Commerce school cultivates
innovation and creativity in wine industry
Visionary winemaker Robert Mondavi to speak
here April 26
Mondavi, father of the American wine industry, will be the keynote
speaker at a symposium on the business of wine sponsored by the
McIntire School of
Commerce April 26, in Old Cabell Hall Auditorium, beginning
at 1:15 p.m. The afternoon symposium, including Mondavis
talk, How the Good Life Became a Great Business: Perspectives
on Creativity, Innovation, Corporate Success, and Life,
is free and open to the public.
Mondavi, left, with two of his children at their Robert Mondavi
winery in Napa Valley.
wine industry experts scheduled to speak are Michael Etzell, co-owner
of Beaux Freres, a popular Oregon winery; John Gay, president
and chief executive officer of Southcorp Wines, The Americas,
which distributes the Australian wines made by Lindemans, Rosemount
Estate and Penfolds in North and South America; and Paul Lukacs,
wine columnist and author of American Vintage: The Rise
of American Wine.
Kluge, president and chief executive officer of Charlottesvilles
Kluge Estate Winery and Vineyard, and Vic Motto, a Napa Valley-based
wine-industry consultant, also will participate.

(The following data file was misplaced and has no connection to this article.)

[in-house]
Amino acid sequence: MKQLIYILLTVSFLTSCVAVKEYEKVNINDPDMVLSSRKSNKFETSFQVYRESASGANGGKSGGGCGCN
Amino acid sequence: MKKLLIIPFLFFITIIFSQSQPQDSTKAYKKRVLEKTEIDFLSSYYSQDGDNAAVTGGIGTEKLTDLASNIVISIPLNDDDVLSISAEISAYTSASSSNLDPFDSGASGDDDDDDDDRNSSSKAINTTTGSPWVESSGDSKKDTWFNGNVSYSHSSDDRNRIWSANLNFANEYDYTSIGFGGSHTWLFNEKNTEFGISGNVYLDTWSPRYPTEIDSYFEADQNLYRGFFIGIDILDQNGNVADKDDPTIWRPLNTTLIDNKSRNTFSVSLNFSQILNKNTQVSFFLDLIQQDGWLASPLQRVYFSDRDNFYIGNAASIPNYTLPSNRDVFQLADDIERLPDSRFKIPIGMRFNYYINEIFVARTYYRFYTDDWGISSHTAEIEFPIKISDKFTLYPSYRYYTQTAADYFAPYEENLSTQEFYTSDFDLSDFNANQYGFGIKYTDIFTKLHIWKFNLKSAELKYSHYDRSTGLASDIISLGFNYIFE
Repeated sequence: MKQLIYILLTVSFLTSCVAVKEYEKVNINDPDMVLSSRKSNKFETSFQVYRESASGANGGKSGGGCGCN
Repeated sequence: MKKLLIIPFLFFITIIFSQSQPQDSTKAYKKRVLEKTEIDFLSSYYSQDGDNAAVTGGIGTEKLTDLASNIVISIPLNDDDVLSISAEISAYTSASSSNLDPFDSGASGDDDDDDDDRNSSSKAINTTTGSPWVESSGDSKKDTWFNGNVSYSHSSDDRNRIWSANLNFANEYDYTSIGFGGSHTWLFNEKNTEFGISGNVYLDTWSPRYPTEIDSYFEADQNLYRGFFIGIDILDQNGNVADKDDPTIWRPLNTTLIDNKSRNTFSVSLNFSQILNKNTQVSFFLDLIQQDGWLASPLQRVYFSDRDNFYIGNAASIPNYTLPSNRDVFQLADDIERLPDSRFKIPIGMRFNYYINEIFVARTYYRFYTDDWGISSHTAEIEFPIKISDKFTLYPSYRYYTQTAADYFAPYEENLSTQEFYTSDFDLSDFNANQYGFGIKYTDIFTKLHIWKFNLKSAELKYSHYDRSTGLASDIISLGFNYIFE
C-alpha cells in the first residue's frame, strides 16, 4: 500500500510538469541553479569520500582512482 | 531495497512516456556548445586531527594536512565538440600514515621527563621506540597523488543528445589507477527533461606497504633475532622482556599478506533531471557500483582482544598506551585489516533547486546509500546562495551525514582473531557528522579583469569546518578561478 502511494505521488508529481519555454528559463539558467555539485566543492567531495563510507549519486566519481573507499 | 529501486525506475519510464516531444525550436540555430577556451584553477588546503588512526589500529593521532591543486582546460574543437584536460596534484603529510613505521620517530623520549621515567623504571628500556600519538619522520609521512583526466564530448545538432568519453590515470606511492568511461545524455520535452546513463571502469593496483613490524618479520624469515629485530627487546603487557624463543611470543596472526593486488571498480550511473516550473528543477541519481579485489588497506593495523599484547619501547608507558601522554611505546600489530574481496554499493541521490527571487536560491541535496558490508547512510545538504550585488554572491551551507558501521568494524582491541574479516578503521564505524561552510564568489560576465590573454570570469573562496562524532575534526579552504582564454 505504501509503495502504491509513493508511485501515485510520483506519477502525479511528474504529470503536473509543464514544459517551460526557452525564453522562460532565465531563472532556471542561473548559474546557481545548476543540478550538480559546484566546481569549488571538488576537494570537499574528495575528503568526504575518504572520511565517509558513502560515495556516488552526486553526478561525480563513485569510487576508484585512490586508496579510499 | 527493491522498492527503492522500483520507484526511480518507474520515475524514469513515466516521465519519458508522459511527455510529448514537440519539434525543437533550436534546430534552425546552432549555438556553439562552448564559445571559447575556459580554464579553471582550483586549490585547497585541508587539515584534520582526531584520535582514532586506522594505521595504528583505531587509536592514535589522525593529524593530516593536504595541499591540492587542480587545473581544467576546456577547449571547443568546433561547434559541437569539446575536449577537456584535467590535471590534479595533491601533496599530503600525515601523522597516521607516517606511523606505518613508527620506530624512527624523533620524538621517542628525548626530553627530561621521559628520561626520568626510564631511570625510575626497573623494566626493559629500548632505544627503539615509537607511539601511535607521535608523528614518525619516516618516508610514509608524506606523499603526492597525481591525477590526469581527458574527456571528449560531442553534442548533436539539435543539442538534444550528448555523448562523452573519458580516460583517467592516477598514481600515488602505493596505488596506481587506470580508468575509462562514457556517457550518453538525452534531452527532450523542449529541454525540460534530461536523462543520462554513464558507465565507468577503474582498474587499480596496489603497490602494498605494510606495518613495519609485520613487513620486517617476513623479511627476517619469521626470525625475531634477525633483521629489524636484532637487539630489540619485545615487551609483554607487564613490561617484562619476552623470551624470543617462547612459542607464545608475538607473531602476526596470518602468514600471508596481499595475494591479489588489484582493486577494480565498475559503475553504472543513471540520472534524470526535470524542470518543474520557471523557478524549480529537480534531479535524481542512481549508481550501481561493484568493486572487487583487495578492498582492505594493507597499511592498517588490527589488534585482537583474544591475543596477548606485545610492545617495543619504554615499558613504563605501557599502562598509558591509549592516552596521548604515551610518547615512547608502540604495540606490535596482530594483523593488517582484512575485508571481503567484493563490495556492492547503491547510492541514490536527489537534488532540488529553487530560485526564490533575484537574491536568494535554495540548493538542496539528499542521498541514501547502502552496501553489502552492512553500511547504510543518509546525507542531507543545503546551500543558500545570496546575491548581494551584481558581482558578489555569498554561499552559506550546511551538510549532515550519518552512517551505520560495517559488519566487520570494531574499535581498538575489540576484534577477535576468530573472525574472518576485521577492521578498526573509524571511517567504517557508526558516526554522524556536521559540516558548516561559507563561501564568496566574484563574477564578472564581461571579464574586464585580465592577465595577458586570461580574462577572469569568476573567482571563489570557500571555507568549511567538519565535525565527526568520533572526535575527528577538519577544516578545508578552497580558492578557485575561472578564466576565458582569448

program, Creativity and Innovation in Mature Industries,
is the third annual spring symposium sponsored by McIntires
Center for Growth Enterprises. The symposium, which focuses on
the wine business as an example of a mature industry, is co-sponsored
by the Kluge Estate Winery and Vineyard and Host Marriott Inc.
will explore the many challenges facing the American wine industry
including a highly competitive marketplace, asset-intensive
and technologically demanding processes, regulatory barriers to
efficient distribution, and cultural hindrances to market growth
and offer examples of success. Speakers also will discuss
the growth of the Virginia wine industry in the past two decades.
was born to parents who immigrated to the United States from Italy.
He earned degrees in economics and business from Stanford University
and went to work for two California wineries, Sunnyhill Winery
and Charles Krug, where he sought ways to improve product quality.
1966, at age 53, Mondavi built the first major winery in Napa
Valley since the 1933 repeal of Prohibition. At Robert Mondavi
Winery, he married Old World traditions with modern American technology,
becoming the first California winemaker to use cold fermentation,
stainless steel tanks and French oak barrels.
successful marketer, he sold dry-fermented oak-aged Sauvignon
Blanc as Fume Blanc, a move credited with popularizing
this grape variety in America. He also was the first in Napa Valley
to use blind tastings to enable buyers to evaluate wine quality.
founder, Thomas Jefferson, was passionate about wines, enjoying
them during his stay in Paris as American minister to France (1784-89).
On his return to the United States, Jefferson tried for years
to grow grapes at Monticello.
viticultural success eluded Jefferson, but Mondavi, now in his
late 80s, more than any other person in the U.S., made Jeffersons
vision a success.